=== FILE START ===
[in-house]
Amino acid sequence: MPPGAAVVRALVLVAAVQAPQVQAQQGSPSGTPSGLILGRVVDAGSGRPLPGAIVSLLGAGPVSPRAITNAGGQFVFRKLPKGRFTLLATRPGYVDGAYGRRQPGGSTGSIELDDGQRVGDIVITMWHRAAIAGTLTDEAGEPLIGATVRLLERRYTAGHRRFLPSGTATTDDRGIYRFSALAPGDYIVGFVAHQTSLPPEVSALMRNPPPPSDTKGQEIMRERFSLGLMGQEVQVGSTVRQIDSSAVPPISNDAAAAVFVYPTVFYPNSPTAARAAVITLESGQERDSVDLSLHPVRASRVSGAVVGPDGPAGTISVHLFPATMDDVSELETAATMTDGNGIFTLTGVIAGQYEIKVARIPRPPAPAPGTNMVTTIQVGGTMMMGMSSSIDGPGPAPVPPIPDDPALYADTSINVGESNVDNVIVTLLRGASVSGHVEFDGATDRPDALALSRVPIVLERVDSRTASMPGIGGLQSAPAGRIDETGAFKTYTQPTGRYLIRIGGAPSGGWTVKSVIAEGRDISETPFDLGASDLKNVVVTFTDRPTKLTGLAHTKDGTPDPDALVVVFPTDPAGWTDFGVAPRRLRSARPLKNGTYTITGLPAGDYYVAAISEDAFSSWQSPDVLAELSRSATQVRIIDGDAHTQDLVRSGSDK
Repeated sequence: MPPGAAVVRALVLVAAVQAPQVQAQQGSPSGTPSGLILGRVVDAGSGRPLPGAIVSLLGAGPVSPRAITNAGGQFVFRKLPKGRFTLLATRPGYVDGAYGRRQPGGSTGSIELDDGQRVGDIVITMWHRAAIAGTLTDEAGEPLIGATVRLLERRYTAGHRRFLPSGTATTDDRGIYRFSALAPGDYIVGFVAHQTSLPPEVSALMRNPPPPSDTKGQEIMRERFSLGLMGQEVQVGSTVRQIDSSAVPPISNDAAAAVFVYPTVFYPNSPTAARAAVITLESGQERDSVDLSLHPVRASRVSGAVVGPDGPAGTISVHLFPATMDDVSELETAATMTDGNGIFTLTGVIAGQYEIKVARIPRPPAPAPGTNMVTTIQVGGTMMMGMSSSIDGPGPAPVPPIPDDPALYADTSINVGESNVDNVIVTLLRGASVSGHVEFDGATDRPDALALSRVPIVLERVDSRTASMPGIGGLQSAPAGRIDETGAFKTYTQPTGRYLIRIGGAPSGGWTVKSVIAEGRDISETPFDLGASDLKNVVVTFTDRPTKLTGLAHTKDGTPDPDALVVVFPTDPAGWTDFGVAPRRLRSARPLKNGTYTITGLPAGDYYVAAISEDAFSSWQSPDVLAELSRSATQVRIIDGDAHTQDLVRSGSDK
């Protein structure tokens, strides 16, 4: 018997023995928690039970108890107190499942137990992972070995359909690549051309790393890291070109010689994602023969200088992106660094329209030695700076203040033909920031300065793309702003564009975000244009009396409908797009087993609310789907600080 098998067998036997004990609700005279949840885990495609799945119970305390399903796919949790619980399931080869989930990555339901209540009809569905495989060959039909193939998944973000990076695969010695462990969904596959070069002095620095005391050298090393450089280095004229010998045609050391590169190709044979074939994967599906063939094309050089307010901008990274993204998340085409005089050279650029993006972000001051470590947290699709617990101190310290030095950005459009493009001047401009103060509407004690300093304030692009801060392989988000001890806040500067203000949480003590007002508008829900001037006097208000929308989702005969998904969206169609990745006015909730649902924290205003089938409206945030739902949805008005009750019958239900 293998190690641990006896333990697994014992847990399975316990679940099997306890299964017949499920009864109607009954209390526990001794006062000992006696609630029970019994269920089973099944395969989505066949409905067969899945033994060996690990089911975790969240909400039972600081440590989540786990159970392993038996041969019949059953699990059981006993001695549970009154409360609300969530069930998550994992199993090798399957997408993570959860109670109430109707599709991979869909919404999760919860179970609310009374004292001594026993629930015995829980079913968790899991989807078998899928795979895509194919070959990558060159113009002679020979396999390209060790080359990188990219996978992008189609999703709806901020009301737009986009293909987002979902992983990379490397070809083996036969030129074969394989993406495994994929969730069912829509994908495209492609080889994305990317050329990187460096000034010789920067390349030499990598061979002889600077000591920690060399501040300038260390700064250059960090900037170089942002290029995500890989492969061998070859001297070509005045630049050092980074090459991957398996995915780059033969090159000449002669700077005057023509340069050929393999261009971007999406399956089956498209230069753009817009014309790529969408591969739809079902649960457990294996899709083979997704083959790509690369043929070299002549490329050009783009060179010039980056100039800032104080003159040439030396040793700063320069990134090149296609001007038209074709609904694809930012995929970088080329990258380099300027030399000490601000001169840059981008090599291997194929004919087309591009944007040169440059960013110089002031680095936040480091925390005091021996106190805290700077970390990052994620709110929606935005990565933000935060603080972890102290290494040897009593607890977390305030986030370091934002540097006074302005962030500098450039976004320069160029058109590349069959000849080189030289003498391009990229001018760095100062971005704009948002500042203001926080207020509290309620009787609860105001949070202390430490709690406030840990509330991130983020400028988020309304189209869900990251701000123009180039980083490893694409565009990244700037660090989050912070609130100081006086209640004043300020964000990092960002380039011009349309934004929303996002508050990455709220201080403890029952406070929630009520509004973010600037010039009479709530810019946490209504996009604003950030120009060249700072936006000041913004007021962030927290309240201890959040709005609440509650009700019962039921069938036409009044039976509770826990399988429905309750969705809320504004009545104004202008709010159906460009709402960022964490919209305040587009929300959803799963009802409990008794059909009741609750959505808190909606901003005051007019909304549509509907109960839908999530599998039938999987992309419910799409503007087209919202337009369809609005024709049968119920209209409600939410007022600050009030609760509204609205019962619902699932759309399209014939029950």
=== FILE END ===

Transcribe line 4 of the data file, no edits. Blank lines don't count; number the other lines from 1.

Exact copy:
């Protein structure tokens, strides 16, 4: 018997023995928690039970108890107190499942137990992972070995359909690549051309790393890291070109010689994602023969200088992106660094329209030695700076203040033909920031300065793309702003564009975000244009009396409908797009087993609310789907600080 098998067998036997004990609700005279949840885990495609799945119970305390399903796919949790619980399931080869989930990555339901209540009809569905495989060959039909193939998944973000990076695969010695462990969904596959070069002095620095005391050298090393450089280095004229010998045609050391590169190709044979074939994967599906063939094309050089307010901008990274993204998340085409005089050279650029993006972000001051470590947290699709617990101190310290030095950005459009493009001047401009103060509407004690300093304030692009801060392989988000001890806040500067203000949480003590007002508008829900001037006097208000929308989702005969998904969206169609990745006015909730649902924290205003089938409206945030739902949805008005009750019958239900 293998190690641990006896333990697994014992847990399975316990679940099997306890299964017949499920009864109607009954209390526990001794006062000992006696609630029970019994269920089973099944395969989505066949409905067969899945033994060996690990089911975790969240909400039972600081440590989540786990159970392993038996041969019949059953699990059981006993001695549970009154409360609300969530069930998550994992199993090798399957997408993570959860109670109430109707599709991979869909919404999760919860179970609310009374004292001594026993629930015995829980079913968790899991989807078998899928795979895509194919070959990558060159113009002679020979396999390209060790080359990188990219996978992008189609999703709806901020009301737009986009293909987002979902992983990379490397070809083996036969030129074969394989993406495994994929969730069912829509994908495209492609080889994305990317050329990187460096000034010789920067390349030499990598061979002889600077000591920690060399501040300038260390700064250059960090900037170089942002290029995500890989492969061998070859001297070509005045630049050092980074090459991957398996995915780059033969090159000449002669700077005057023509340069050929393999261009971007999406399956089956498209230069753009817009014309790529969408591969739809079902649960457990294996899709083979997704083959790509690369043929070299002549490329050009783009060179010039980056100039800032104080003159040439030396040793700063320069990134090149296609001007038209074709609904694809930012995929970088080329990258380099300027030399000490601000001169840059981008090599291997194929004919087309591009944007040169440059960013110089002031680095936040480091925390005091021996106190805290700077970390990052994620709110929606935005990565933000935060603080972890102290290494040897009593607890977390305030986030370091934002540097006074302005962030500098450039976004320069160029058109590349069959000849080189030289003498391009990229001018760095100062971005704009948002500042203001926080207020509290309620009787609860105001949070202390430490709690406030840990509330991130983020400028988020309304189209869900990251701000123009180039980083490893694409565009990244700037660090989050912070609130100081006086209640004043300020964000990092960002380039011009349309934004929303996002508050990455709220201080403890029952406070929630009520509004973010600037010039009479709530810019946490209504996009604003950030120009060249700072936006000041913004007021962030927290309240201890959040709005609440509650009700019962039921069938036409009044039976509770826990399988429905309750969705809320504004009545104004202008709010159906460009709402960022964490919209305040587009929300959803799963009802409990008794059909009741609750959505808190909606901003005051007019909304549509509907109960839908999530599998039938999987992309419910799409503007087209919202337009369809609005024709049968119920209209409600939410007022600050009030609760509204609205019962619902699932759309399209014939029950």